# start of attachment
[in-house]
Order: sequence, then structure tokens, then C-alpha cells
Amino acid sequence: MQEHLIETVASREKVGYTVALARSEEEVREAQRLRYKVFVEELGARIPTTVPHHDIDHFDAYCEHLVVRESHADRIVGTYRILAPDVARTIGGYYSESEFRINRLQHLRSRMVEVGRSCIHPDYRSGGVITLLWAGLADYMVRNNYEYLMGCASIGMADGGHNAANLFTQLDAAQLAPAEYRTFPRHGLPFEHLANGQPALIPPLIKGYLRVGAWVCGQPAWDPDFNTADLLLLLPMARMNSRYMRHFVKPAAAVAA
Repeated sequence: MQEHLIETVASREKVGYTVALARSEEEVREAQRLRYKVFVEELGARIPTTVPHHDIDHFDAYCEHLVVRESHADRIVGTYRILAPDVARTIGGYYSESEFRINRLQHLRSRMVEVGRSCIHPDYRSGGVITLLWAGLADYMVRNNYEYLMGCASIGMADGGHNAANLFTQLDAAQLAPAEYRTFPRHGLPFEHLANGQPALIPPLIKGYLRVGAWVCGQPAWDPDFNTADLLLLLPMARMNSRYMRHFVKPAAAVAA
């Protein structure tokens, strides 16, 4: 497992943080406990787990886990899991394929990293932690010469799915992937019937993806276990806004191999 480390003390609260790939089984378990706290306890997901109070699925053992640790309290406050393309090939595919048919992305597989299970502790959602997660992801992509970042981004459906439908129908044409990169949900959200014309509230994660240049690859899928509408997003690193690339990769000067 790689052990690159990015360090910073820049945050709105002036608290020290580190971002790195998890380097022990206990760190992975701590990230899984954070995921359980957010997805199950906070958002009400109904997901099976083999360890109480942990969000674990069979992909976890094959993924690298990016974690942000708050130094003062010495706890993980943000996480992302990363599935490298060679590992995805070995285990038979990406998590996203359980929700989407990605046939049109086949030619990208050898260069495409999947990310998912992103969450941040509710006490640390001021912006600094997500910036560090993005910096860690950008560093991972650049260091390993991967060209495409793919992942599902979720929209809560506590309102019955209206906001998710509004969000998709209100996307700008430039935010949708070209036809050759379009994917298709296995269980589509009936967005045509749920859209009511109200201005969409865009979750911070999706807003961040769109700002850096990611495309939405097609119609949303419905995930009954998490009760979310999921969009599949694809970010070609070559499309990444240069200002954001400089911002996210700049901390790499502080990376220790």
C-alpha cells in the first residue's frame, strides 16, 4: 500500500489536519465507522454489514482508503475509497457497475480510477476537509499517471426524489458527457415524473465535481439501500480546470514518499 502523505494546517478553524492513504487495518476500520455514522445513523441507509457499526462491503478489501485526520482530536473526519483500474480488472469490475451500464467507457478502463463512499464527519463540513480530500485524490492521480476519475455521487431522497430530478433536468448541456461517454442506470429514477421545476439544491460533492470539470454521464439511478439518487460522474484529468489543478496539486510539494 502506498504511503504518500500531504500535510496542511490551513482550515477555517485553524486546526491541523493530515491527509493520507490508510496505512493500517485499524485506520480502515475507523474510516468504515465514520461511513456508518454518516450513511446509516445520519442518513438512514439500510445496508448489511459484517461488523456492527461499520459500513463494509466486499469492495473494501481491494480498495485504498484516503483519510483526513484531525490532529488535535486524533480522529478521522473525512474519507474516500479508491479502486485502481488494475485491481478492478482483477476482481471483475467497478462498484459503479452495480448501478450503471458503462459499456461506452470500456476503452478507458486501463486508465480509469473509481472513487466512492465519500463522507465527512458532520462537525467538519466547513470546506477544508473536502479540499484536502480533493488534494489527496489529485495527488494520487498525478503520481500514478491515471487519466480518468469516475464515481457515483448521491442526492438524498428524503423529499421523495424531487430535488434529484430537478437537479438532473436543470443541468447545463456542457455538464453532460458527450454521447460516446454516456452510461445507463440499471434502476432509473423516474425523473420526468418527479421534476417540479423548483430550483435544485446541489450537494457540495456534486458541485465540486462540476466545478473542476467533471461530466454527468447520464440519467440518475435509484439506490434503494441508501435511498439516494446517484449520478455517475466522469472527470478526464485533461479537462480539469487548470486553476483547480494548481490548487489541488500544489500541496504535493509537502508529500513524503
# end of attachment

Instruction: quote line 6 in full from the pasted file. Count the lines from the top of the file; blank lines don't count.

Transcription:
C-alpha cells in the first residue's frame, strides 16, 4: 500500500489536519465507522454489514482508503475509497457497475480510477476537509499517471426524489458527457415524473465535481439501500480546470514518499 502523505494546517478553524492513504487495518476500520455514522445513523441507509457499526462491503478489501485526520482530536473526519483500474480488472469490475451500464467507457478502463463512499464527519463540513480530500485524490492521480476519475455521487431522497430530478433536468448541456461517454442506470429514477421545476439544491460533492470539470454521464439511478439518487460522474484529468489543478496539486510539494 502506498504511503504518500500531504500535510496542511490551513482550515477555517485553524486546526491541523493530515491527509493520507490508510496505512493500517485499524485506520480502515475507523474510516468504515465514520461511513456508518454518516450513511446509516445520519442518513438512514439500510445496508448489511459484517461488523456492527461499520459500513463494509466486499469492495473494501481491494480498495485504498484516503483519510483526513484531525490532529488535535486524533480522529478521522473525512474519507474516500479508491479502486485502481488494475485491481478492478482483477476482481471483475467497478462498484459503479452495480448501478450503471458503462459499456461506452470500456476503452478507458486501463486508465480509469473509481472513487466512492465519500463522507465527512458532520462537525467538519466547513470546506477544508473536502479540499484536502480533493488534494489527496489529485495527488494520487498525478503520481500514478491515471487519466480518468469516475464515481457515483448521491442526492438524498428524503423529499421523495424531487430535488434529484430537478437537479438532473436543470443541468447545463456542457455538464453532460458527450454521447460516446454516456452510461445507463440499471434502476432509473423516474425523473420526468418527479421534476417540479423548483430550483435544485446541489450537494457540495456534486458541485465540486462540476466545478473542476467533471461530466454527468447520464440519467440518475435509484439506490434503494441508501435511498439516494446517484449520478455517475466522469472527470478526464485533461479537462480539469487548470486553476483547480494548481490548487489541488500544489500541496504535493509537502508529500513524503